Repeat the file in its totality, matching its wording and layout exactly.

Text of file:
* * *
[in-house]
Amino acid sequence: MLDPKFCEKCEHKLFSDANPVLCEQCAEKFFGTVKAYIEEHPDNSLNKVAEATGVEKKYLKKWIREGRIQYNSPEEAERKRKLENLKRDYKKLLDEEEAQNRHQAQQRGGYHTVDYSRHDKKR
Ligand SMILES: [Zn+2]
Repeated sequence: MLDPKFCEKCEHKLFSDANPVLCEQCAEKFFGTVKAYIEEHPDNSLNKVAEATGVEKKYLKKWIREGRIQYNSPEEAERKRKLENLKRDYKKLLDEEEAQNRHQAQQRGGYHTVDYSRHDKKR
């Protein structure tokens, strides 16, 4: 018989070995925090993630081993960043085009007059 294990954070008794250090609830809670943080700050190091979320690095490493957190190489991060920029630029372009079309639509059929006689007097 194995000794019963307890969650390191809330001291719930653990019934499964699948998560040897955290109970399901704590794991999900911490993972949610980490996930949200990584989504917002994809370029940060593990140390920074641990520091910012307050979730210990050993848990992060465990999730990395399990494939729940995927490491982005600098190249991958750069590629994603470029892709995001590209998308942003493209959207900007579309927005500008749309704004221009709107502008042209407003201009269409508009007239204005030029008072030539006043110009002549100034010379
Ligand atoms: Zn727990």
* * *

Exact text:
[in-house]
Amino acid sequence: MLDPKFCEKCEHKLFSDANPVLCEQCAEKFFGTVKAYIEEHPDNSLNKVAEATGVEKKYLKKWIREGRIQYNSPEEAERKRKLENLKRDYKKLLDEEEAQNRHQAQQRGGYHTVDYSRHDKKR
Ligand SMILES: [Zn+2]
Repeated sequence: MLDPKFCEKCEHKLFSDANPVLCEQCAEKFFGTVKAYIEEHPDNSLNKVAEATGVEKKYLKKWIREGRIQYNSPEEAERKRKLENLKRDYKKLLDEEEAQNRHQAQQRGGYHTVDYSRHDKKR
């Protein structure tokens, strides 16, 4: 018989070995925090993630081993960043085009007059 294990954070008794250090609830809670943080700050190091979320690095490493957190190489991060920029630029372009079309639509059929006689007097 194995000794019963307890969650390191809330001291719930653990019934499964699948998560040897955290109970399901704590794991999900911490993972949610980490996930949200990584989504917002994809370029940060593990140390920074641990520091910012307050979730210990050993848990992060465990999730990395399990494939729940995927490491982005600098190249991958750069590629994603470029892709995001590209998308942003493209959207900007579309927005500008749309704004221009709107502008042209407003201009269409508009007239204005030029008072030539006043110009002549100034010379
Ligand atoms: Zn727990």